MONTREAL — A Quebec think tank says the province’s plan to cut immigration levels is misguided and will not accomplish its intended goal of better integrating newcomers.
The Institut de recherche et d’informations socio-economiques published a study today concluding from publicly available data that immigrants are faring better in Quebec than the government claims.
Researcher Julia Posca says the employment rate among immigrants has risen steadily over the past decade, and almost 60 per cent of immigrants who arrive in Quebec are fluent in French.
While Posca says the employment rate for immigrants still lags behind that of the general population, part of that is attributable to how the province recognizes newcomers’ work and education experience.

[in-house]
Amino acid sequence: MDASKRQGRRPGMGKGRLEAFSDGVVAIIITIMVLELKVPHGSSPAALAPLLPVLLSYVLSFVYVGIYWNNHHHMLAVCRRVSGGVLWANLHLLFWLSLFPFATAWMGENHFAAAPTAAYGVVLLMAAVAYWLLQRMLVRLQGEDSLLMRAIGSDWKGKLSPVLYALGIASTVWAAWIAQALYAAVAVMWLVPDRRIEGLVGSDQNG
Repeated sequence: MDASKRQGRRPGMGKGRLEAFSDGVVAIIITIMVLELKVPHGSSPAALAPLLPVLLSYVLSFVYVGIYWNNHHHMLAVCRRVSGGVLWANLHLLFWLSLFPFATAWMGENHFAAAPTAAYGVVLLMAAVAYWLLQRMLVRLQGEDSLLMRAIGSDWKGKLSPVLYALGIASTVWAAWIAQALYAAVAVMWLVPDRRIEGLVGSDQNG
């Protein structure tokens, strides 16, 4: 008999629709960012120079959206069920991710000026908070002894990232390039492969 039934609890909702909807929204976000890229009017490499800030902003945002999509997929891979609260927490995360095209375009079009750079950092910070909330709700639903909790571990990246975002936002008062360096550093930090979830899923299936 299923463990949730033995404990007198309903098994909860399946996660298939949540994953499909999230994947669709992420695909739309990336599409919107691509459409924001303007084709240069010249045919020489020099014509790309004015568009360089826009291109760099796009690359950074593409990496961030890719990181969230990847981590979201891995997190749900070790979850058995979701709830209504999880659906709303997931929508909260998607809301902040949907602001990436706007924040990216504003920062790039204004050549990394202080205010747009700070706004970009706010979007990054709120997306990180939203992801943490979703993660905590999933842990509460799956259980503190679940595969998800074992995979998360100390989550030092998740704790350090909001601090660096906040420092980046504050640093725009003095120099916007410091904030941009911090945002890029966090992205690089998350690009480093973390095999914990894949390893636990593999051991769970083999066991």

The institute says it is in favour of maintaining 50,000 as the number of immigrants accepted annually by the province, citing the province’s aging population as one factor. The government plans to reduce immigration to about 40,000 this year.
Quebec Immigration Minister Simon Jolin-Barrette tabled Bill 9 in February, which lays down a legal framework that would overhaul the system for selecting newcomers to the province and allow it to be more selective.
Jolin-Barrette said at the time the new approach would better match applicants to the needs of the labour market and ensure immigrants speak French and respect Quebec values.
A spokesman for Jolin-Barrette says the government is acting on a clear mandate given to it on Oct. 1 when the Coalition Avenir Quebec was elected after campaigning on the issue.
The Canadian Press